Dr. Lech Muszynski is an Associate Professor in the Department of Wood Science and Engineering at Oregon State University. A native of Poland, he received his M.S. in Wood Technology and Ph.D. in Forestry and Wood Technology from the Agricultural University of Poznan. In 1998-2004 he worked at the Advanced Engineered Wood Composites Center at the University of Maine. His research area includes mechanical performance of solid wood, traditional wood-based composites as well as advanced hybrid composites, including composites based on other renewable materials derived from plants. The research is focused primarily on structure-property relations with stress on interface performance, but includes also bonding, durability, damage assessment, fracture properties, time dependent phenomena, and hygro-mechanical behavior in solid wood and other bio-based composite materials.
Dr. Skip Rochefort has been at Oregon State University since 1993 and is currently an Associate Professor of Chemical Engineering. He is the Director of both OSU and College of Engineering Precollege Programs, is an OSU Honors College faculty, and has been recognized for his teaching and advising activities by the American Society of Engineering Education (ASEE), American Institute of Chemical Engineers (AIChE), the College of Engineering, and OSU. For the past 30 years, he has conducted research on the molecular, thermal and rheological characterization, and processing of polymers and complex materials. His current research focus is on biomaterials, polymer processing, and recycled plastics for green building applications. His passion (and hobby) is K-12 Outreach for the recruitment and retention of women and minorities into engineering, with the current focus on introducing engineering science at the middle school and high school levels to meet the new Oregon K-12 engineering standards.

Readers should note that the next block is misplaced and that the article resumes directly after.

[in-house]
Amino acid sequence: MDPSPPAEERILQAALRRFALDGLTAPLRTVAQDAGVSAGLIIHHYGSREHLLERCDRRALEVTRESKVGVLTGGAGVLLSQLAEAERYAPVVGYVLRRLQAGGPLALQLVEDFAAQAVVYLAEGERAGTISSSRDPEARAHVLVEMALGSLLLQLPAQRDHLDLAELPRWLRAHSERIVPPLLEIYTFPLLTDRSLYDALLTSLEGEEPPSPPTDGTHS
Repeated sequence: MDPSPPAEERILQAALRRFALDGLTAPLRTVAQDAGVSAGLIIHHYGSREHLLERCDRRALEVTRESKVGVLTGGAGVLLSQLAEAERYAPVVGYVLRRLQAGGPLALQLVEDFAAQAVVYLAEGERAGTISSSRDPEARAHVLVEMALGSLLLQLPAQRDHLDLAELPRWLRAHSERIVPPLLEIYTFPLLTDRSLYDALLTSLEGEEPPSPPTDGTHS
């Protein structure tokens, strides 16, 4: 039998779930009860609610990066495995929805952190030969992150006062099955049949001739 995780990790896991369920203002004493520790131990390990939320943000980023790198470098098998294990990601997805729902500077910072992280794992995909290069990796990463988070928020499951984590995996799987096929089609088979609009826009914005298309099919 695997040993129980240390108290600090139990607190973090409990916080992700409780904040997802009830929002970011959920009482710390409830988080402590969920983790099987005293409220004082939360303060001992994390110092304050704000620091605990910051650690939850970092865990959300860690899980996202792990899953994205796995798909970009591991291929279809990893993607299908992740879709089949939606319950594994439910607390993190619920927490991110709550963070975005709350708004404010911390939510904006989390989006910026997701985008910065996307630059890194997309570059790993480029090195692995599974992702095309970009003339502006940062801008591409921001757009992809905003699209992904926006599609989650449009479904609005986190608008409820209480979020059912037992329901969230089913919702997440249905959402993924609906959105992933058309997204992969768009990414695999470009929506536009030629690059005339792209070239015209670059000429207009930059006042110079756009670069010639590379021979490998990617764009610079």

Dr. David Trejo is the Hal Pritchett Chair in the School of Civil and Construction Engineering at Oregon State University. He joined the School in 2009. His research interests include assessing and modeling the mechanisms of deterioration in metallic and cementitious material systems and quantifying the impact of these deterioration mechanisms on the performance of structural systems. In addition, his work consists of developing new materials for improved constructability, durability, resiliency, eco-friendliness, and economy. Professor Trejo is actively involved with many committees with the American Concrete Institute, National Association of Corrosion Engineers, and Transportation Research Board focusing on materials performance and life prediction.
Dr. Jason Weiss, Edwards Distinguished Chair in Engineering. He earned a B.A.E. from the Pennsylvania State University and a MS and PhD from Northwestern University. He is actively involved in research on low carbon footprint concrete (induced carbonation, portland limestone cement, supplementary cements, and cellulose nano-crystals) and improved durability (transport and electrical properties, crack resistance with shrinkage reducing admixtures and internal curing, freezing and thawing, microbially induced corrosion). He has authored durability sections of AASHTO PP-84, and performed research resulting in numerous ASTM, and AASHTO test methods.